As escalating tensions between Russia and Ukraine pushed oil prices to seven-year highs Tuesday, the threat of military conflict in the region also fueled strong price gains for a slew of other commodities, prompting some analysts to warn that an inflationary surge sparked by the crisis could dampen the broader market.
The price of U.S. oil benchmark West Texas Intermediate jumped nearly 3% to about $94 a barrel on Monday, while the United Kingdom’s Brent Crude climbed about 2% to $97, extending gains to 9% this month and reaching the highest level since September 2014.
Prices started climbing Monday after Russian President Vladimir Putin ordered troops to march into two pro-Russian separatist enclaves in eastern Ukraine, with the surge intensifying early Tuesday after German Chancellor Olaf Scholz announced measures to halt approval of Nord Stream 2, the $11 billion undersea natural gas pipeline connecting Russia to Germany.
Rising geopolitical tensions are “further amplifying” commodities prices across the board, JPMorgan analyst Natasha Kaneva wrote in a Tuesday morning note, pointing out Russia’s “far-reaching impact” as one of the world’s largest oil and metals producers.
Surging alongside oil Tuesday morning, the price of aluminum jumped as much as 3% to about $3,380 per tonne, nearly touching an all-time high set in 2008, while nickel hit a nearly 11-year high of $24,870, climbing 2%.
The Russia-Ukraine crisis has also “sparked a rally” in precious metals, analyst and Sevens Report editor Tom Essaye wrote in a note to clients, pointing out gold prices have surged to eight-month highs in recent days, while silver prices are up about 8% this month.
Not everyone’s convinced the rallies will be long-lived: UBS Investment Bank’s Joni Teves told CNBC on Monday that gold prices should plummet about 15% by year’s end as the Federal Reserve starts hiking interest rates, while Bank of America analysts said Tuesday that oil prices should drop by $2 to $4 if geopolitical tensions de-escalate.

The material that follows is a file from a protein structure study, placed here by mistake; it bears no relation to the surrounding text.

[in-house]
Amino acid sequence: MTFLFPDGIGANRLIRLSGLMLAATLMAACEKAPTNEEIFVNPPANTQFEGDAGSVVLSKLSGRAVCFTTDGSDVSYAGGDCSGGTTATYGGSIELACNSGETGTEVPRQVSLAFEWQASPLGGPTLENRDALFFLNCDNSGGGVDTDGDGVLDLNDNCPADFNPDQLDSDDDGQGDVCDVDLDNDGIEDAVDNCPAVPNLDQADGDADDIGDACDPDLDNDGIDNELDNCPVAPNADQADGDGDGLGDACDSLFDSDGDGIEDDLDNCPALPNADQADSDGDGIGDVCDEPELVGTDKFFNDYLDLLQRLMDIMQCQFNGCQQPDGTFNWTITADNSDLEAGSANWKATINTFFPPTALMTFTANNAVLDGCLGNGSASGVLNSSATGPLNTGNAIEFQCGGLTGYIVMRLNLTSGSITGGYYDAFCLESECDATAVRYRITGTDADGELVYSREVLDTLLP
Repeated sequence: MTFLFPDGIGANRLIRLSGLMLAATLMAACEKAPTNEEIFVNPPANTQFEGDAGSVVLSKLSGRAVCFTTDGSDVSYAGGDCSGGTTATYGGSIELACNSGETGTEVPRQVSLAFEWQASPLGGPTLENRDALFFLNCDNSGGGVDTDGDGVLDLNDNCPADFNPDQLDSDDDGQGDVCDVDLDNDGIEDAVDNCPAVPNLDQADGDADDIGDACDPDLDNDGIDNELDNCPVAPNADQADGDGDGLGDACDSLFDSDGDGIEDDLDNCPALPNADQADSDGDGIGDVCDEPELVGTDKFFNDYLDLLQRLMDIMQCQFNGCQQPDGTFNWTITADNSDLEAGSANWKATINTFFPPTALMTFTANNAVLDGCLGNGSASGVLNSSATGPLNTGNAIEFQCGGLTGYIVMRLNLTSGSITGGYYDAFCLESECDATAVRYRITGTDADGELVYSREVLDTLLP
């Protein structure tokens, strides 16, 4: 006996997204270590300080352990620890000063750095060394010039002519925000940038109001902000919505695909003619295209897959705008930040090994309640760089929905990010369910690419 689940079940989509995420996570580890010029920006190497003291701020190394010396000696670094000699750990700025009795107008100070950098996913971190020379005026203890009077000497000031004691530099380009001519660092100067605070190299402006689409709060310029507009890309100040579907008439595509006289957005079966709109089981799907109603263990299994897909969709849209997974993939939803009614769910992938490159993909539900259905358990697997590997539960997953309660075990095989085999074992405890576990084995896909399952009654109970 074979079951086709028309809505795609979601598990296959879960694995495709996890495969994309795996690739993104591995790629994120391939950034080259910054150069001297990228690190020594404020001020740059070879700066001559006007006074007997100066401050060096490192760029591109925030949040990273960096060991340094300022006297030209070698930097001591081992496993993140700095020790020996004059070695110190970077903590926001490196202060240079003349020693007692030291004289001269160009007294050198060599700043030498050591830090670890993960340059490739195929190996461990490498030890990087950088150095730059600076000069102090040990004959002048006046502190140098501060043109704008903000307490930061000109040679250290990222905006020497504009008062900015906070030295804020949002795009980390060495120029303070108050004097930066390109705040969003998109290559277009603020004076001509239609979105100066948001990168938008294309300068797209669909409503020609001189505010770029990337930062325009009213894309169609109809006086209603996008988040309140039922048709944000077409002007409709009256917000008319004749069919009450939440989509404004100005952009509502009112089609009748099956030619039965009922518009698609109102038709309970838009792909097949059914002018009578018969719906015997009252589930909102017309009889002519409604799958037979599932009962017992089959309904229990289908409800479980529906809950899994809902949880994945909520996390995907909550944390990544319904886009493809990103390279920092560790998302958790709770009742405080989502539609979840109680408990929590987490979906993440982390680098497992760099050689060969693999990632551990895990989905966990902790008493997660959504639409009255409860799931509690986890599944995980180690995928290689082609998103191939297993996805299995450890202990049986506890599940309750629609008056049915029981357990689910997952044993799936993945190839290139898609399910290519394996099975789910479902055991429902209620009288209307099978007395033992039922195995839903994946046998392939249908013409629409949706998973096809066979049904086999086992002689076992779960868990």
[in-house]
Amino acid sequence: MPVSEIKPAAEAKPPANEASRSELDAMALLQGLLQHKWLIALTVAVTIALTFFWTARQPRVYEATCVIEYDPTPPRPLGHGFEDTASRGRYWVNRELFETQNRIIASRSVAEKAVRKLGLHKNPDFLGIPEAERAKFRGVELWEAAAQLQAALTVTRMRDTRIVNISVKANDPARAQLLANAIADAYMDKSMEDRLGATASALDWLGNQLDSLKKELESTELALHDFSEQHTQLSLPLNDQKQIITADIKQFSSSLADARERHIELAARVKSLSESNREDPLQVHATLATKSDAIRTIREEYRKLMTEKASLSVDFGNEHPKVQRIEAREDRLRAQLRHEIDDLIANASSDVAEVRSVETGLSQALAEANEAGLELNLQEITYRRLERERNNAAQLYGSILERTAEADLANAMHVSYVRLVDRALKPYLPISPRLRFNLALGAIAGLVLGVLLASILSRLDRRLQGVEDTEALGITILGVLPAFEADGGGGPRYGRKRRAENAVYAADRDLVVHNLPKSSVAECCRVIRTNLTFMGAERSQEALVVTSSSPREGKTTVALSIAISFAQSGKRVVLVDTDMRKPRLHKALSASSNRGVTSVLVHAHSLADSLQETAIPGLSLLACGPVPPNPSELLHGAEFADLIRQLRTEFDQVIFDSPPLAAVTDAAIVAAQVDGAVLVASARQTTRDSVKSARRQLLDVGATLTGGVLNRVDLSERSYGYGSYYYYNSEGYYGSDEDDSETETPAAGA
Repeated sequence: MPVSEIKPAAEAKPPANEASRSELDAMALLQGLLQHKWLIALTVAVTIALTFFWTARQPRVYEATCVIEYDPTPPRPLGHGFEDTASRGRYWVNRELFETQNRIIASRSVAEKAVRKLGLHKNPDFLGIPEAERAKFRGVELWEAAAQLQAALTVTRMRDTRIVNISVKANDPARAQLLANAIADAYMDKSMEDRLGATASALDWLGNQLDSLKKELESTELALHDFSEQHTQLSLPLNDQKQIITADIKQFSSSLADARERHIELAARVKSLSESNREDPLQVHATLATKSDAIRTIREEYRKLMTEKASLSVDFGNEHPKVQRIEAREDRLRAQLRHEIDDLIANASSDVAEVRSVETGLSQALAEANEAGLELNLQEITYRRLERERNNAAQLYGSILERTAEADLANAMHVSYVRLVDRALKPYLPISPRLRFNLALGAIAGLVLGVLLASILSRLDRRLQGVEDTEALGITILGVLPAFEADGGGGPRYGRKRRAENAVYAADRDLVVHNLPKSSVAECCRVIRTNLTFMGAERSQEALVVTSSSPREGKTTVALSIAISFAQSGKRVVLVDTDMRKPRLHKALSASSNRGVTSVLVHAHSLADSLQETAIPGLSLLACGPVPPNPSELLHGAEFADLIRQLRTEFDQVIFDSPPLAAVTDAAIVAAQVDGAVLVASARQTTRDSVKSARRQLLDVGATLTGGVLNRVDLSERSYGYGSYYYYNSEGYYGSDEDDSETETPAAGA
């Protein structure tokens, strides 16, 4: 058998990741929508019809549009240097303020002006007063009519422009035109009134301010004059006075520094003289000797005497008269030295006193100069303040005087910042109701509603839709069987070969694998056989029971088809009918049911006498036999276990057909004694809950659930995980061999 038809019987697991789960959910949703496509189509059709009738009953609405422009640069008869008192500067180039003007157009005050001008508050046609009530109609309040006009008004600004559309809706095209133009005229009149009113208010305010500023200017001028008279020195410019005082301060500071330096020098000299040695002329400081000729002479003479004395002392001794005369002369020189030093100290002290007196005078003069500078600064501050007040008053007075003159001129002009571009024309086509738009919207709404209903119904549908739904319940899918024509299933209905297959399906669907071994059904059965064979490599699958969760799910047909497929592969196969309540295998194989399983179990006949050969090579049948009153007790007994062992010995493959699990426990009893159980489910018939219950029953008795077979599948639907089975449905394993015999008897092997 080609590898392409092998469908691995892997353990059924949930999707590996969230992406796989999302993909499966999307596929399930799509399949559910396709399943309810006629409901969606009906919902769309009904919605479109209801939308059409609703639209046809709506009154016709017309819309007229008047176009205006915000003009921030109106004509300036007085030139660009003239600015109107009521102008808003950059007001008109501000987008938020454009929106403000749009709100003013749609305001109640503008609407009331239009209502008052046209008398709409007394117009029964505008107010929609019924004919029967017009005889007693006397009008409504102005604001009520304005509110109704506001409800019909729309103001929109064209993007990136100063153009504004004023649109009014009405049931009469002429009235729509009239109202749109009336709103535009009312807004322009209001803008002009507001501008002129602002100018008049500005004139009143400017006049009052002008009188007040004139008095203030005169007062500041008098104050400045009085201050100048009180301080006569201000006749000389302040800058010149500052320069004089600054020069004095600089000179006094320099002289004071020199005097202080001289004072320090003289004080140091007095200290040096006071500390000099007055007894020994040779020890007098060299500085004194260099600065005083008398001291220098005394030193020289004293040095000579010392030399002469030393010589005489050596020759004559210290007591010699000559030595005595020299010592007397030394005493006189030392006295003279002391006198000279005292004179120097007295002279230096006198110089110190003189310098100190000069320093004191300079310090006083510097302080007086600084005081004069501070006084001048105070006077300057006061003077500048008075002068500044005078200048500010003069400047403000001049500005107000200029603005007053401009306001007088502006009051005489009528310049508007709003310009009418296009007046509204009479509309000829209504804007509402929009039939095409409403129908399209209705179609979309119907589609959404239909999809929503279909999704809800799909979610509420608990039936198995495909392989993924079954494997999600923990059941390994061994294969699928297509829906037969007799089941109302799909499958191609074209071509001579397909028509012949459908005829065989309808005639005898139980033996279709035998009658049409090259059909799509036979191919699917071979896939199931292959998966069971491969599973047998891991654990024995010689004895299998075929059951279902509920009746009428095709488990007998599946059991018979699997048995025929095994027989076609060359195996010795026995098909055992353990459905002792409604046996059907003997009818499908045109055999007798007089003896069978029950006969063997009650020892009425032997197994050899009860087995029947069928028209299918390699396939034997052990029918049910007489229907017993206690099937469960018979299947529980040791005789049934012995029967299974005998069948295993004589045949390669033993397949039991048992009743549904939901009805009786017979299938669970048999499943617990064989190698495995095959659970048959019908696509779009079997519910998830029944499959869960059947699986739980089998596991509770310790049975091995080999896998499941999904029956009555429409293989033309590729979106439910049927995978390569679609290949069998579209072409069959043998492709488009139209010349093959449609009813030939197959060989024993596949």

Rising energy prices helped push inflation to its highest level in nearly 40 years, and stocks have struggled in recent months as Fed officials work to combat the surge by unwinding the central bank’s pandemic-era stimulus measures. Last week, analysts at Coamerica Bank said the degree and extent of conflict between Russia and Ukraine could “exacerbate” inflation and impact the intensity of the Fed’s looming interest rate hikes, calling a 10% pullback in major stock indexes “conceivable.” JPMorgan analysts warned $150-per-barrel oil prices could temporarily end hopes that consumer prices will moderate in coming months and instead keep annualized inflation above more than 7%.
“Russia-Ukraine tension is a low earnings risk for U.S. corporations, but an energy-price shock amid an aggressive central bank pivot focused on inflation could further dampen investor sentiment and growth outlook,” JPMorgan analysts led by Dubravko Lakos-Bujas wrote in a Tuesday morning note, pointing to the aggressive monetary policy that would likely result as the “key risk” for stocks going forward.
What To Watch For
Looming sanctions. In a statement Tuesday morning, White House Press Secretary Jen Psaki said the president “welcomed” Germany’s announcement that it would halt approval of Nord Stream 2 and said the White House would follow up with its own measures Tuesday, tacking on to a set of actions announced Monday. Meanwhile, the U.K. declared that it will hit Russia with a “first barrage” of economic sanctions, while the European Union will also decide on Russian sanctions Tuesday.